The only thing that was exciting about this movie for me was the gas explosion that happened across the street from the movie theater during the showtime. To come out and see flashing lights on a police cruiser blocking the road to traffic and then seeing a fire engine with ladder extended and water being sprayed in the nearby field was a rush. That and the coupon from Regal Theater's facebook page that got me a small popcorn for free, a $4 savings. That was something to get excited about!

The Movie Monkey

To subscribe to the audio podcast of the reviews via iTunes click here. Audio versions are released the following Wednesday.

Friday, September 3, 2010

Movie Review: Going the Distance

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Labor Day weekend, the unofficial end of summer. Long weekend. Hopefully a weekend to cap off the summer nicely. Wanting to laugh, I chose the romantic comedy with Drew Barrymore and Justin Long playing two lovers who were trying to make a bi-coastal relationship work. By the time the 109 minutes had passed, I felt like I was Going the Distance just to make it through the movie.

Garrett (Long) has just been dumped by his girlfriend. To get over the sorrow, his roommate Dan (Charlie Day) and friend Box (Jason Sudeikis of SNL fame) take him to a bar where he meets and immediately bonds with Erin (Barrymore) over a game of Centipede and bar trivia. Instant sparks between the two! Both come to the conclusion that they would like to continue to see each other but it comes with a caveat. She's leaving in six weeks to go back to San Francisco at the end of an internship at a New York city newspaper.

Predictably they get along famously and when her departure time arrives, they decide they want to try to make it work via a long distance relationship. E-mails, video chats, texting and phone calls are tools in the arsenal to keep and grow the connection between them. It's not like the old days where you'd have to wait for the post office to deliver a letter or run up huge long distance bills. With laptop cameras standard today, "seeing" each other is very simple process outside of dealing with time zones. They might not be able to go to the movies together, but they can watch the same YouTube video simultaneously via the web.

Eventually they are going to have to make a decision. Who is willing to compromise and make the move. Erin's living in a room in her sister's and brother in law's house. She's got it pretty comfy. Garret has his awesome job with a record label that allows him to live with Dan in an apartment constructed of paper thin walls which provides for a running joke throughout the movie. What to do, what to do?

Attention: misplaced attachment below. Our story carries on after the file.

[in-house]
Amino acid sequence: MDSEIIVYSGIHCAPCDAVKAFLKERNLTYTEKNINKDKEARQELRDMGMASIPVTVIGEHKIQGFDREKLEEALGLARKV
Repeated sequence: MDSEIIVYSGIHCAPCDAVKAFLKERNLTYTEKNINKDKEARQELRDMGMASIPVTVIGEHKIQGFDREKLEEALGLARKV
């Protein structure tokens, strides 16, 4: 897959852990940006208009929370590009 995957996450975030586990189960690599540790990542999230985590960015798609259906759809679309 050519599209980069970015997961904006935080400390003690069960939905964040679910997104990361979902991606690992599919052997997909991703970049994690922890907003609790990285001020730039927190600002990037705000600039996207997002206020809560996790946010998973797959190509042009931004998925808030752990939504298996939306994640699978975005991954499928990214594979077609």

Following the formula: boy finds girl, boy looses girl, boy regains girl, the first is covered adequately. This happens for about half the movie. The second and third parts of the movie are not as strong as they should be. The conflicts that you would expect to happen, don't really happen and for the ones that do, they seem to overcome them like a knife cutting through room temperature butter. It didn't come through like the obstacles they faced were particularly tough to defeat.

One aspect of the movie that detracted from the overall tone and plot was the language. I recently heard that a freelance writer makes three cents per word in their stories. If that's the case, writer Geoff LaTulippe made about $67.35 with the swear words in this movie. It was rated R for sexual content including dialogue, language throughout, some drug use and brief nudity. That didn't bother me, not trying to be a prude or anything. The drugs and the language were in there and they didn't add to the story. It was fluff filler and didn't give any more depth to the characters or move the story forward. I think they were using it to try to distract you from realizing the weak writing that permeated this film.

A few of the scenes were funny. Barrymore has shown that she can do an awesome job. Look at Whip It. Oh wait, she starred in and directed that one! Maybe she should have directed this one too. So much more could have come from this movie in both the comedy and romance. Grease Sing-A-Long, I'm hoping that you'll give me a good end to the summer movie season because Going the Distance didn't go the distance for me.

The Movie Monkey

To subscribe to the audio podcast of the reviews via iTunes click here. Audio versions are released the following Wednesday.